In linking to this insightful Patrick Ruffini post about the irrelevance of polling in Democratic primaries this year, Ezra Klein says, "In this race, demography really has been destiny, and that doesn't strike me as an encouraging conclusion."

I'm of two minds on this. Insofar as politics ought to be about ideas and not personalities, it certainly is discouraging when demography determines election outcomes, since it implies that factors other than impartial judgments of policy proposals are at work. But frankly, this year's Democratic primary couldn't hinge on issues for the simple reason that there are almost no substantive ideological differences between the two candidates. And yet, the election still had to be decided one way or the other, so in this instance I'm inclined to say it's not that ominous if cleavages like race, gender, age, class, and region end up deciding the winner. Indeed, demography often ends up looming large in primary elections, at all levels, because, as in this year's presidential race, there's often little else (besides nebulous ideas like "experience" and "judgment") to base one's vote on.

What is both surprising and a little disconcerting to me is the ferocity of the sentiment the campaign has generated. (See, for instance, Eve's wonderful dispatch from the Rules and Bylaws Committee brouhaha.) Even if it's somewhat reasonable to expect demography to predict voting patterns in a contest like this one, it's also reasonable to expect people to be fairly indifferent about the ultimate outcome. But, in fact, we've seen the exact opposite: The raw emotion of the campaign reached a crescendo just as the ideological stakes reached a nadir, and the number of Clinton and Obama supporters who say they'd be unwilling to support the other candidate in a general election seems to have grown over the course of the past three months.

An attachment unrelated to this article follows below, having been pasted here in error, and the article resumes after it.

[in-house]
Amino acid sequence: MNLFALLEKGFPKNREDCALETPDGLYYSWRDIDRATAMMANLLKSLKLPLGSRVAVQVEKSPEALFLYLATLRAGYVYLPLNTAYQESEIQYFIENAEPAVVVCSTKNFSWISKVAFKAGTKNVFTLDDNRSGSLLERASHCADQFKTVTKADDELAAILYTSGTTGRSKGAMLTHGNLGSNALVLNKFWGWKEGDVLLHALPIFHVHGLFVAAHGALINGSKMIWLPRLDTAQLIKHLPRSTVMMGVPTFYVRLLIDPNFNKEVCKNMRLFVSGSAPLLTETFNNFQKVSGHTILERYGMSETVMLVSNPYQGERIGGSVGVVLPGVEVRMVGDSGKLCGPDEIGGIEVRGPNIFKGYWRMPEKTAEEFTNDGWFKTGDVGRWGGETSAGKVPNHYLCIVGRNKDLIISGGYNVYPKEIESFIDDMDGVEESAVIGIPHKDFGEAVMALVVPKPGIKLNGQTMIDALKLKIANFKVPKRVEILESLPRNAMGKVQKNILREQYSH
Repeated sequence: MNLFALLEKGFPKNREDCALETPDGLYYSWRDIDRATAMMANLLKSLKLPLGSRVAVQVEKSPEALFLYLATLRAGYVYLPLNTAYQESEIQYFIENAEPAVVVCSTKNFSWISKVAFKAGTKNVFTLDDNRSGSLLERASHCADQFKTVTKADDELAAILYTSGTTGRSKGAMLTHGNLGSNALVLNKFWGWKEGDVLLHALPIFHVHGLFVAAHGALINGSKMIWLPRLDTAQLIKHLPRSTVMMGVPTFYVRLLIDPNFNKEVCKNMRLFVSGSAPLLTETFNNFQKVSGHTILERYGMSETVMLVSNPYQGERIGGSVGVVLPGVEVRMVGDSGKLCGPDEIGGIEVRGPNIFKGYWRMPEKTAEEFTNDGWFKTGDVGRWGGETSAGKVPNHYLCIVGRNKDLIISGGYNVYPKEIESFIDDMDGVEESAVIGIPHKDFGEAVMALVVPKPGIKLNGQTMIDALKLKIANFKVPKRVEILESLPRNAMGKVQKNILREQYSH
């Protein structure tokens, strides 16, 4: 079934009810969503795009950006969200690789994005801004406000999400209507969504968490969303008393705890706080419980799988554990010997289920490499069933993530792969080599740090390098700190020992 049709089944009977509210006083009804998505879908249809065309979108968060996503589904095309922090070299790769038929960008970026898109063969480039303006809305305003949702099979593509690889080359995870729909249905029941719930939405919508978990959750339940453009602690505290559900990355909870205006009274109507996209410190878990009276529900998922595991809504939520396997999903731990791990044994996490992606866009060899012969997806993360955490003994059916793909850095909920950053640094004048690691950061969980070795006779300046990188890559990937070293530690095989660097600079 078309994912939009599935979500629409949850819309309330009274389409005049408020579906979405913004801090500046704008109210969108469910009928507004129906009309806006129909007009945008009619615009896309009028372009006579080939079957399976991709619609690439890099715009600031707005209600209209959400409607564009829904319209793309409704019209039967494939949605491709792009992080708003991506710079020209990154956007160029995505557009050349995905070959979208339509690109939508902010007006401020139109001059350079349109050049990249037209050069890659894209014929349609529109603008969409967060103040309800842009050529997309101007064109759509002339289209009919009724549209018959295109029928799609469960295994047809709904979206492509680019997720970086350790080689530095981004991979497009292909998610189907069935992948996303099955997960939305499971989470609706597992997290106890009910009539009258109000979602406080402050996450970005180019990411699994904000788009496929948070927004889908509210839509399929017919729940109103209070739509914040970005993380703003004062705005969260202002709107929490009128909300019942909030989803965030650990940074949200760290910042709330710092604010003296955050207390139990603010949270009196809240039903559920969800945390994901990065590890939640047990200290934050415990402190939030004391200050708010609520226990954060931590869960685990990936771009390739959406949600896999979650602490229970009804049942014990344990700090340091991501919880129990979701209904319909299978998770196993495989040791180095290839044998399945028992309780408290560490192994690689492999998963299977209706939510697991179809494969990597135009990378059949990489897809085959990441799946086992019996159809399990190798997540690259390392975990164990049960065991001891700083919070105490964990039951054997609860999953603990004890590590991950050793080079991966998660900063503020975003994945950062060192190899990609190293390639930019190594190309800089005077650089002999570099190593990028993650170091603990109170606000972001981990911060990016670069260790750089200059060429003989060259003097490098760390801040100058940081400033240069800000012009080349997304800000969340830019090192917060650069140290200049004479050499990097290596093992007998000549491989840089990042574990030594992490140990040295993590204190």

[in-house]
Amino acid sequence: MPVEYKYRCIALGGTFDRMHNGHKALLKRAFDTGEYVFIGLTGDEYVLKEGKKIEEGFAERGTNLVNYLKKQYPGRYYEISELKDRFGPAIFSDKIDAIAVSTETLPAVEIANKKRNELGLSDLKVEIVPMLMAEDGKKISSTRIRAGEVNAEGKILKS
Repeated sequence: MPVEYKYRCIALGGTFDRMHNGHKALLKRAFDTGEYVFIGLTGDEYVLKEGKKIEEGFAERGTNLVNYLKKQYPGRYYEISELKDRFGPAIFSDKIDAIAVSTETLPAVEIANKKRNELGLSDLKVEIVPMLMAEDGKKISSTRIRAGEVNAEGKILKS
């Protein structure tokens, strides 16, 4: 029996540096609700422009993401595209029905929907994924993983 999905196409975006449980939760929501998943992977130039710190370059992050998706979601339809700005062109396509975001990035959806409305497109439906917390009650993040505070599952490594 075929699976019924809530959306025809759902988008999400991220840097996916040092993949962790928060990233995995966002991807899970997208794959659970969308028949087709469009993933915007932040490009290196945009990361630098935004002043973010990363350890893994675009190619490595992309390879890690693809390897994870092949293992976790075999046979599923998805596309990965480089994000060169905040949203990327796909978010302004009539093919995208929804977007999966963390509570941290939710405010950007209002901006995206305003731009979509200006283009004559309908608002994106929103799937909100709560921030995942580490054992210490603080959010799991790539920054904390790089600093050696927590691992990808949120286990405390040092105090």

In his column defending Mitt Romney's transparent phoniness, Jon Chait referred to the "essentially transactional nature of the presidency." I don't quite agree with this description--in the context of the presidency, things like personal character, political style, judgment, integrity, and sincerity matter more than they do in the context of, say, a House election. So that provides at least some basis for caring about the outcome of a primary. But there's no question the office is, or should be, largely transactional: You elect in order to enact your preferences into law. It simply makes no sense to care so deeply about the outcome of a race between two candidates who believe in the same things.

The fervor this campaign has unleased is a grim reminder of how far removed this textbook conception of the political process often is from reality. Politics can easily end up being tribal, not rational; there's a natural urge to pick a side and defend it, regardless of the ideological stakes involved. The longer the fight goes on and the closer the race appears, the deeper the divide becomes--it takes on a life of its own and before you know it you have irate activists traveling thousands of miles to Washington in passionate opposition to the fair and legitimate nomination of a candidate whose views they agree with. In short, the problem is not that demography determined the outcome of the Democratic race--it's that people (journalists included!) became so emotionally invested in such a superficial contest.

--Josh Patashnik